The Orloff diamond is the other source for the moonstone and has a particularly sordid history. It was famously taken from the eye of a Brahman statue by a French soldier who was supposed to have ingratiated himself with local priests and pretended to adopt their religious beliefs before stealing the stone. It was then stolen from the soldier by a ship's Captain who sold the stone to Prince Orloff who gave the stone to Empress Catherine the II and it was placed on the imperial scepter.

The Pitt diamond is another source of material for the moonstone. Collins was a frequent guest of Sir George Russell and heard stories of their family heirloom, the Pitt Diamond. Another potential source was the family diamond of Charles Reade which had been brought home from India by his brother. Collins apparently had one of his mistresses, Martha Rudd, copy out a passage on the Pitt diamond from The Natural History of Precious Stones and Gems. Governor Pitt was deeply afraid of the diamond being stolen that he did not sleep in the same bed twice in a row and would never give notice if he was coming to town so as not to alert anyone to the possible presence of the stone.

The Pitt diamond had its own sordid history. The man who found it cut a gash in his leg to conceal the stone. An English captain lured him onto his ship with promises of finding a buyer and took the stone and threw the man overboard. The sea captain in turn received only 1000 pounds for the stone which he quickly spent then hanged himself. The diamond was taken from Pitt by the French Regent, the Duke of Orleans who sealed the stone and other valuables in the Commune of Paris but when they went to open the seals they were found to be already opened and the diamond stolen. Aspects of this story clearly make their way into the story of the Honorable John Herncastle.

Although most scholars do not seem to suggest that the Hope diamond was used by Collins as one of his models for the Moonstone, it is worth mentioning this famous blue diamond with another complicated history which starts with it being stolen from and Indian statue and ends with the stone being cursed, although some assert that most tales of curses are fabricated to enhance the value of a gem.

The supposed mystical aspects of the diamond are also referenced in passing by Collins. Betteredge calls it a cursed diamond. The attachment to the Indians their religious ceremony and the Indians use of divination to find the stone all tie in with the curses that such famous stones are alleged to carry. Also stones were sometimes believed to be used as a means of divination

Finally, Collins becomes the source for later mystery novels involving the theft of a gem with a violent history, Most notable. Conan Doyle's Sherlock Holmes mystery The Blue Carbuncle.

Tuesday, December 28, 2010

The Moonstone: looking at dates

I thought it might be useful to include some key events that take place in 1848 when The Moonstone is set and 1868 when The Moonstone was written. All information is taken from The Annuls of London and The Timetables of History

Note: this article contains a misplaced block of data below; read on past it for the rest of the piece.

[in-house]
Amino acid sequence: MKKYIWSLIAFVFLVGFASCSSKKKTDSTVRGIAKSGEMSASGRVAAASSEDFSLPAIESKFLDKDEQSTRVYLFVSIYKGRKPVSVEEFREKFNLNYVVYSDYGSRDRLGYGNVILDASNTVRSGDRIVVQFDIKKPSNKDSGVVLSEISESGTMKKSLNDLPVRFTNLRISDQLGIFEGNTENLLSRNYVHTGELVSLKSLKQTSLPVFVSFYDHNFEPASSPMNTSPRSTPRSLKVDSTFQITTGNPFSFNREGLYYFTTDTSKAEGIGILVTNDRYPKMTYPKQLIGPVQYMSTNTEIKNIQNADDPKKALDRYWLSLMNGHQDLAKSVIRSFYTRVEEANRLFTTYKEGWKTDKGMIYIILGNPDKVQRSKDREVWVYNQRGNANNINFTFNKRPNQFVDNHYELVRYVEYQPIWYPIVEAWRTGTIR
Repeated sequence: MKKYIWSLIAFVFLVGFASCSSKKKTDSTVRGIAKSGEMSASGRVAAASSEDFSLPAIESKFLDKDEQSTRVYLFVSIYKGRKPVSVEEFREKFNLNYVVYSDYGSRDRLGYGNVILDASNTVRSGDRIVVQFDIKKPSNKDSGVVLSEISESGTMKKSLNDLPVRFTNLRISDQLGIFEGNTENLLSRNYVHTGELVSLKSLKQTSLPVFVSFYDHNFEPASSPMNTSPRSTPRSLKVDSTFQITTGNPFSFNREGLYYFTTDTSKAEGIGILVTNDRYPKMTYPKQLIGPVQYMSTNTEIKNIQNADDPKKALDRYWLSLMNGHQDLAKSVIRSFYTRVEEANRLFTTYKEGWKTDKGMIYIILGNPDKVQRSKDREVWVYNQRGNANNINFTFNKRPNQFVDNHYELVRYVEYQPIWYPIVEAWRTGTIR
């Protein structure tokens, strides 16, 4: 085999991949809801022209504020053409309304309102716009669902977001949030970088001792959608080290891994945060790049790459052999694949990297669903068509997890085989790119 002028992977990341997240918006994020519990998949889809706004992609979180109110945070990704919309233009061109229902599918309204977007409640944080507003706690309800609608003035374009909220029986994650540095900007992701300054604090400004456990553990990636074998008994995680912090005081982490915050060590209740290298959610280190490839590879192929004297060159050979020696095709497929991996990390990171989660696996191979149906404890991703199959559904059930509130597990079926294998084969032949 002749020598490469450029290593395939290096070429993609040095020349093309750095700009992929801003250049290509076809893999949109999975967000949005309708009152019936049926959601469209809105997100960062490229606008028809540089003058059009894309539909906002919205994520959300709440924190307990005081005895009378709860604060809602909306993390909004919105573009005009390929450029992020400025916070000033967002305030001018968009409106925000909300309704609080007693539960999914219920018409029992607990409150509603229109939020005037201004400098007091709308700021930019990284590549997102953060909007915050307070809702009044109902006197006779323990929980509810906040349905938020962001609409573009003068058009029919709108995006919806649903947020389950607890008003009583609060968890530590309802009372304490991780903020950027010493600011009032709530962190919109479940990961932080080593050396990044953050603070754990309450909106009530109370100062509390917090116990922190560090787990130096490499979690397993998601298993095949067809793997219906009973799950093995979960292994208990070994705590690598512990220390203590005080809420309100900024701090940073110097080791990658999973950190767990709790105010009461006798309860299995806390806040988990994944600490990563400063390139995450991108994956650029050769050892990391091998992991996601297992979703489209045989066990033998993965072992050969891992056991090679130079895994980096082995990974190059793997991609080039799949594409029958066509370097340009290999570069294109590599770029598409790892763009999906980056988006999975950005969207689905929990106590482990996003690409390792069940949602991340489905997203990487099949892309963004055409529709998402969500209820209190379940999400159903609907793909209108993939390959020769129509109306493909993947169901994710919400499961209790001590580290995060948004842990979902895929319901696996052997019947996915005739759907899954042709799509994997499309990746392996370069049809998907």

London reforms sewer systems since sewage had been directly emptied into the Thames creating health problems such as cholera outbreaks as well as a terrible smell. (For those who followed the Neverwhere blog this is before the Great Stink of 1858 so sewer reform was slow but there had been several cholera outbreaks in the 1840s which started the slow wheels of reform.)

First railway bridge across the Thames carrying the London and South Western line from Richmond to Windsor.

Waterloo station opened in Belgravia. It included a special daily “funeral express to take mourners to Brookwood Cemetery near Woking. (Station pictured at left.)

Chopin gave his first public performance in England in Belgravia which sold out and was considered a great success.

The Communist Manifesto is issued by Marx and Engels.

The Principles of Political Economy by J.S. Mill is published.

Mary Barton by Elizabeth Gaskell is published

The Pre-Raphaelite Brotherhood begins when William Holman Hunt wrote a letter to Dante Gabriel Rossetti to see if they might share studio space.

Queen’s College was established in Harley street for the higher education of women. Male tutors from Kings college were first used so women took courses with chaperones.

As mentioned in an earlier post revolutions are breaking out across Europe.


The last public execution at Newgate prison was held.

The London Underground was expanding rapidly in all directions to accommodate the transportation needs of the city.

The Victoria Embankment along the Thames opened to foot traffic. (Illustration at left.)

The first traffic light with red and green gas lights was installed between Bridge Street and Great George street. The Express reported on December 8th , “ which will serve to foot passengers by way of caution, and at the same time remind drivers of vehicles and equestrians that they ought at this point to slacken their speed.”

Horse racing started at a leisure park in Hornsey.

Charles Darwin publishes The Variation of Animals and Plants Under Domestication. (On the Origin of Species was published in 1859 for additional context.)

Monday, December 27, 2010

Judging a Book by its Cover